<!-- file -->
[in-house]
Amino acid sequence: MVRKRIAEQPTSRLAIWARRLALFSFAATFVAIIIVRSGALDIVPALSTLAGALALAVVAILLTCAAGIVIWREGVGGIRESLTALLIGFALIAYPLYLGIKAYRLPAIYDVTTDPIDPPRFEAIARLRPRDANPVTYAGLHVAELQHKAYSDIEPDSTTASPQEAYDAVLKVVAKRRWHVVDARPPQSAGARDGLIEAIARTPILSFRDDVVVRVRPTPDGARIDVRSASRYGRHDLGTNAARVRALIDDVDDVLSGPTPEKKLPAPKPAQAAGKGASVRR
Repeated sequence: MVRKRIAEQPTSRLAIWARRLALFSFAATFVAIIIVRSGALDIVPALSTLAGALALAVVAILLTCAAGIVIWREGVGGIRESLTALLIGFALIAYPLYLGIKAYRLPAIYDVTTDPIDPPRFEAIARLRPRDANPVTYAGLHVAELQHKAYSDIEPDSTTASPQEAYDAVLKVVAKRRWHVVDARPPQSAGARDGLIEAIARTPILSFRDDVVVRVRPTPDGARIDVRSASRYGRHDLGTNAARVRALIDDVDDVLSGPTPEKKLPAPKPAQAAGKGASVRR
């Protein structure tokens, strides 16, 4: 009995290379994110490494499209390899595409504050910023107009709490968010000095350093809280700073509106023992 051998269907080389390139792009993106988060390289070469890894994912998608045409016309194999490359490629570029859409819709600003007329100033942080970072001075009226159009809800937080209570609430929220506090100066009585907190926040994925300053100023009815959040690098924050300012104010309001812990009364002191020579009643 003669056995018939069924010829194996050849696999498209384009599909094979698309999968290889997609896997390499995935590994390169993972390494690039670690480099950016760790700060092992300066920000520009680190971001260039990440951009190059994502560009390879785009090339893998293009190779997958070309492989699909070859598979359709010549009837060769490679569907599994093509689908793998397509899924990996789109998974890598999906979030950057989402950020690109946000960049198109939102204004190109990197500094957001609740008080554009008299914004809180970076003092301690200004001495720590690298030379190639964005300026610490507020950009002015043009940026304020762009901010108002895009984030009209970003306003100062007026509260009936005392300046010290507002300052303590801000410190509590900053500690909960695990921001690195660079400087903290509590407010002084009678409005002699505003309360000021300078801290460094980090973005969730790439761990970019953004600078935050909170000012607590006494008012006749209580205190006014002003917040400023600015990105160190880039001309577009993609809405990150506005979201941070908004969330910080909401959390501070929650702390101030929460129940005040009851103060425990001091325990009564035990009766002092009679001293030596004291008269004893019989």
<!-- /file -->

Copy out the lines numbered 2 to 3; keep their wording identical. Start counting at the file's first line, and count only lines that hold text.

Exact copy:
Amino acid sequence: MVRKRIAEQPTSRLAIWARRLALFSFAATFVAIIIVRSGALDIVPALSTLAGALALAVVAILLTCAAGIVIWREGVGGIRESLTALLIGFALIAYPLYLGIKAYRLPAIYDVTTDPIDPPRFEAIARLRPRDANPVTYAGLHVAELQHKAYSDIEPDSTTASPQEAYDAVLKVVAKRRWHVVDARPPQSAGARDGLIEAIARTPILSFRDDVVVRVRPTPDGARIDVRSASRYGRHDLGTNAARVRALIDDVDDVLSGPTPEKKLPAPKPAQAAGKGASVRR
Repeated sequence: MVRKRIAEQPTSRLAIWARRLALFSFAATFVAIIIVRSGALDIVPALSTLAGALALAVVAILLTCAAGIVIWREGVGGIRESLTALLIGFALIAYPLYLGIKAYRLPAIYDVTTDPIDPPRFEAIARLRPRDANPVTYAGLHVAELQHKAYSDIEPDSTTASPQEAYDAVLKVVAKRRWHVVDARPPQSAGARDGLIEAIARTPILSFRDDVVVRVRPTPDGARIDVRSASRYGRHDLGTNAARVRALIDDVDDVLSGPTPEKKLPAPKPAQAAGKGASVRR